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[Axiom-developer] RE: [Axiom-mail] How to expand a fraction (like Maple

From: Bill Page
Subject: [Axiom-developer] RE: [Axiom-mail] How to expand a fraction (like Maple does with'expand')?
Date: Fri, 26 Jan 2007 10:45:24 -0500


I prefer to reply to your email on the axiom-developer list rather
that the axiom-user list because I think the issues that you raise
are not so much related to "how to use" Axiom but rather more about
"how Axiom works" and possibly design and re-design. I would like
to invite Thomas to subscribe to one or both of these Axiom email
lists if he has an interest in following further discussion.

On January 26, 2007 6:20 AM Martin Rubey wrote:
> although for the end-user it probably doesn't matter, I'm afraid
> that the impression the mails by Bill Page and Francois Maltey
> give is not quite "complete".

Yes I agree, which is the reason I think it is worth some time
to continue this thread on the developer list.

> * in Axiom, it is very important to distinguish between 
> internal representation and output.

Yes! But of course this is a problem for novice Axiom users. In
comparison with Maple (and most other CA systems), Axiom's focus
on internal representation makes things immediately seem more
complicated then they "need to be". I think this is very bad for
new users.

Secondly, making Axiom's output non-trivially related to the
internal representation creates a barrier and a steep learning
curve since in many cases it turns out that "things are not what
they appear to be". Thus Axiom as it exists today violates the
"principle of least surprise" many times over. Some people treat
this as a challenge while others find it very repulsive to
continued use of Axiom.

> * "expand" as provided by Maple, Mathematica, etc., is mainly 
> about output, the internal representation doesn't matter too
> much there. It can be interpreted as: display the thing with
> everything multiplied out.

I do not agree. Having used Maple extensively I would say that
when using the expand operator I do not have the sense of merely
affecting a desired output. I think it is wrong to say that
"internal representation doesn't matter". Rather it is more that
case that there is only one internal representation - expression -
and one views expand as actively manipulating that representation.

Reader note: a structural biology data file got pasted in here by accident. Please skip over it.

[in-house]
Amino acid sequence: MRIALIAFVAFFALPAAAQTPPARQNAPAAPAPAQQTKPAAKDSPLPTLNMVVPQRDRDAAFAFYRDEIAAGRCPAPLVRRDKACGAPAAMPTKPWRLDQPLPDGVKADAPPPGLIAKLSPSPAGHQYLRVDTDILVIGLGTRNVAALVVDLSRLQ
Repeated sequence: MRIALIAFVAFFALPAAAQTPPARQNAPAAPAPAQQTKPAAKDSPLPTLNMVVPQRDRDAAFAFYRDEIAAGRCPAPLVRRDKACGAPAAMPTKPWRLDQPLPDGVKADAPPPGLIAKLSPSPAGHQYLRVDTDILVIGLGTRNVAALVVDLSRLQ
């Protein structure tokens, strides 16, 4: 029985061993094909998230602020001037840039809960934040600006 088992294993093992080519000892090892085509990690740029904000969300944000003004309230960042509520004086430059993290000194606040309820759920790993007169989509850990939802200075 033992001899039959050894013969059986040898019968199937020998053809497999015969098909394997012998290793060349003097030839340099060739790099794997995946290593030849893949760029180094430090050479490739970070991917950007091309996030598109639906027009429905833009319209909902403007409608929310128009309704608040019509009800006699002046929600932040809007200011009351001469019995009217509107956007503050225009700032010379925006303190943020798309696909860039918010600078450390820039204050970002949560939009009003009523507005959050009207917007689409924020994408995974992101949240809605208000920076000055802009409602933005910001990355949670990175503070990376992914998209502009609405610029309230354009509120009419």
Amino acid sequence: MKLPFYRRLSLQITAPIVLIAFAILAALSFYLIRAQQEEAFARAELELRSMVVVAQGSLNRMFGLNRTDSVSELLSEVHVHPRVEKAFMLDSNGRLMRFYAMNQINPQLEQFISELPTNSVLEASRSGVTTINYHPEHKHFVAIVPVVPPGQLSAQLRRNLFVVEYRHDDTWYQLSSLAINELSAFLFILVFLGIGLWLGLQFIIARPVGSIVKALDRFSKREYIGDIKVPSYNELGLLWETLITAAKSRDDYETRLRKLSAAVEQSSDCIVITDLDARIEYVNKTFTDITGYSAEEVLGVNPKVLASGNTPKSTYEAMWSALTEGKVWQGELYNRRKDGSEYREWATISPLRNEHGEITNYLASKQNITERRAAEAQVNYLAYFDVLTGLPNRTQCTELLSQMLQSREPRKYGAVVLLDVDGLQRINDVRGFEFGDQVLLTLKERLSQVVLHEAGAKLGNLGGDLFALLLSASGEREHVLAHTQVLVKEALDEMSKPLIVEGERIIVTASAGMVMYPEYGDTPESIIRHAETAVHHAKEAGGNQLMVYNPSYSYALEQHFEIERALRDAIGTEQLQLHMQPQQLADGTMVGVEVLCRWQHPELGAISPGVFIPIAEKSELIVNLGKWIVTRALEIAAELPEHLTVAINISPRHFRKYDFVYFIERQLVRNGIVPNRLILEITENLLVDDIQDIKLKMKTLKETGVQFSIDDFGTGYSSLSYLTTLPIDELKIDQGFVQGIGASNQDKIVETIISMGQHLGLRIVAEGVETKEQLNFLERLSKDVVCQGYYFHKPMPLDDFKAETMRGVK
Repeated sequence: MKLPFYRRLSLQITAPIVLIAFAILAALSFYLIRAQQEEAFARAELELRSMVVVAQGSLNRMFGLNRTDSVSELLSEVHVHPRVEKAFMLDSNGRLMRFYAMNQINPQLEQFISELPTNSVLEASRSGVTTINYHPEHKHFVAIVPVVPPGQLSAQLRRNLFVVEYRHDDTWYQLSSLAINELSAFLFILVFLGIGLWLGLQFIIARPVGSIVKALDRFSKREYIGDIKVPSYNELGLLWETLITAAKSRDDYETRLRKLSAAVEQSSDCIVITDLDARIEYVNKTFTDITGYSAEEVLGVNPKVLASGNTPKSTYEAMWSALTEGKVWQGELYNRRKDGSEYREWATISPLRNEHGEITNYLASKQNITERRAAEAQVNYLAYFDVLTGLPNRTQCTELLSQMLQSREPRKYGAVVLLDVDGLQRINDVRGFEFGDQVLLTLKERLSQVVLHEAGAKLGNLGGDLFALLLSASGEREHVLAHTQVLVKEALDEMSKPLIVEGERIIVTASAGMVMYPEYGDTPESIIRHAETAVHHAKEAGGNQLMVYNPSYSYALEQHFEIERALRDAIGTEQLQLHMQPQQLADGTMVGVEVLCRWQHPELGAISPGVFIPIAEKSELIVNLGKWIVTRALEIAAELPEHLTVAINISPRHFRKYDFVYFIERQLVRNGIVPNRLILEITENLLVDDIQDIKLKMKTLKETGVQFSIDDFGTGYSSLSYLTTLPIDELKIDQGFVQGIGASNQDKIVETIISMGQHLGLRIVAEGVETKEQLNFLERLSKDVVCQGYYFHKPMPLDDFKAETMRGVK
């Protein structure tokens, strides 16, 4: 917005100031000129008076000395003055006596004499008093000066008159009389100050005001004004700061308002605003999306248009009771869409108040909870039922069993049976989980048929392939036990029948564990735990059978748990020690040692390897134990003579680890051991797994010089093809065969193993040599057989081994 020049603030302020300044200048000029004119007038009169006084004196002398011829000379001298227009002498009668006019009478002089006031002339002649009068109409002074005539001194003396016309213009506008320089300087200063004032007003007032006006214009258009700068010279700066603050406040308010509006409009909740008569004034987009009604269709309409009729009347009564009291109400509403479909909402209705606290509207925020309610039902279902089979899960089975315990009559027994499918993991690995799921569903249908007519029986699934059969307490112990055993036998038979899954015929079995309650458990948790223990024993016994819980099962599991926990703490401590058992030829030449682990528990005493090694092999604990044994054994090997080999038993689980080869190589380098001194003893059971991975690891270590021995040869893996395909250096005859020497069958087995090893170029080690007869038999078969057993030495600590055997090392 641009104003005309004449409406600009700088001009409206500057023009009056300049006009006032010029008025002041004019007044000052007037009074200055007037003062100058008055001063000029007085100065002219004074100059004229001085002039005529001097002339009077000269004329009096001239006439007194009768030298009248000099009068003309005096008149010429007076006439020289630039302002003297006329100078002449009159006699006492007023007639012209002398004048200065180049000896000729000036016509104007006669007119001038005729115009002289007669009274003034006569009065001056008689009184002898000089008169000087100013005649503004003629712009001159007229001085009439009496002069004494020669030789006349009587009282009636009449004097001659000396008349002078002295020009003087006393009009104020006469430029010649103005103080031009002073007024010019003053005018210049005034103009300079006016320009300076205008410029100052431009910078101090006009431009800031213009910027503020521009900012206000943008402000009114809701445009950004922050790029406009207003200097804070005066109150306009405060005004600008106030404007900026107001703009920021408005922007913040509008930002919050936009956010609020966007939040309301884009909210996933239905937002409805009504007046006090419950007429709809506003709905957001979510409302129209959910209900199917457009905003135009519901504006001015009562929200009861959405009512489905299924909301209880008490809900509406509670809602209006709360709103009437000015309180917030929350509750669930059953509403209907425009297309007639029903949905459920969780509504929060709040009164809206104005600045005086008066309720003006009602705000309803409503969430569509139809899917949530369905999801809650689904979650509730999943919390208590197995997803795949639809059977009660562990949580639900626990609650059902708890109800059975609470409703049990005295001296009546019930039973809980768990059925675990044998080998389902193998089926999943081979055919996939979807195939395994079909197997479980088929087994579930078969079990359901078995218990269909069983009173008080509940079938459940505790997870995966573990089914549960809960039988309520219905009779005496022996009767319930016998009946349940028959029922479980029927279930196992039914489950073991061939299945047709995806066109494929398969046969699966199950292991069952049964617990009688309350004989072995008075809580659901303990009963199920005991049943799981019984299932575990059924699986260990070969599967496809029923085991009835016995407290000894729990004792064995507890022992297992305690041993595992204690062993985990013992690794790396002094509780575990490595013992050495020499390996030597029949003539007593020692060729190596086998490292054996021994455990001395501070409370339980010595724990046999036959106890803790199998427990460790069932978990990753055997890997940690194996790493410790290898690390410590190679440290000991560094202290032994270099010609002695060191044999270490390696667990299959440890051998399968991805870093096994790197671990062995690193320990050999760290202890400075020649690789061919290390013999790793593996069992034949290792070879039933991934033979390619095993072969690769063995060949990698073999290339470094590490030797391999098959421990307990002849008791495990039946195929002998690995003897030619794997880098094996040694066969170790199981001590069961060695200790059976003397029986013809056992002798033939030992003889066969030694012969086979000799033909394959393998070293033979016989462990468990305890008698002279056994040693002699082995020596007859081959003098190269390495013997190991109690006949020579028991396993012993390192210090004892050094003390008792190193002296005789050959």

Often one seeks a series of such manipulations that preserve the
algebraic structure but which lead to the desired result, e.g.
prove a theorem or compute some specific unknown.

> * in Axiom, if you want to have a different output, it is 
> best to write a wrapper domain.

As soon as you suggest creating new types (domains) for specific
purposes I think you take the discussion beyond what most novice
users are whiling to accept (at least initially). This requires
a kind of "2nd order" thinking about a problem compared to the
usual straight forward analysis that most people apply to problem
solving. So I think it is important to separate "Axiom Users" into
at least two classes: those interested immediate "engineering-
oriented" results, and those willing to invest time and effort
into more general solutions.

> * it is very easy to write such a domain in Axiom. In Aldor, 
> it would be even easier, but unfortunately, currently the
> necessary functionality ("extend") is not provided by the
> Axiom-Aldor interface.

Now, surely you realize that when you say "very easy to write",
you are not satisfying the expectations of the original question
which was to presume that a "simple" expand operation in Maple
should have a direct counter-part in Axiom?

> Here goes the domain. Put it into a file, for example 
> myexpr.spad, type
> )co myexpr.spad
> on the axiom command prompt
> and 
> (((-r1*r2*uoff)+((r2+r1)*r3+r1*r2)*ue)/(r2*r3))::DEXPR INT
> should return
>         r1 ue   r1 uoff   r1 ue
>         ----- - ------- + ----- + ue
>           r3       r3       r2

I think this result is wonderful but very unconvincing...

I recall that you have in fact presented this very solution
before in the context of a similar question. We previously
discussed the issue of whether it would make sense to
introduce a new domain constructor, say 'distributed' that
would operate in a manner analogous to Axiom's 'factored'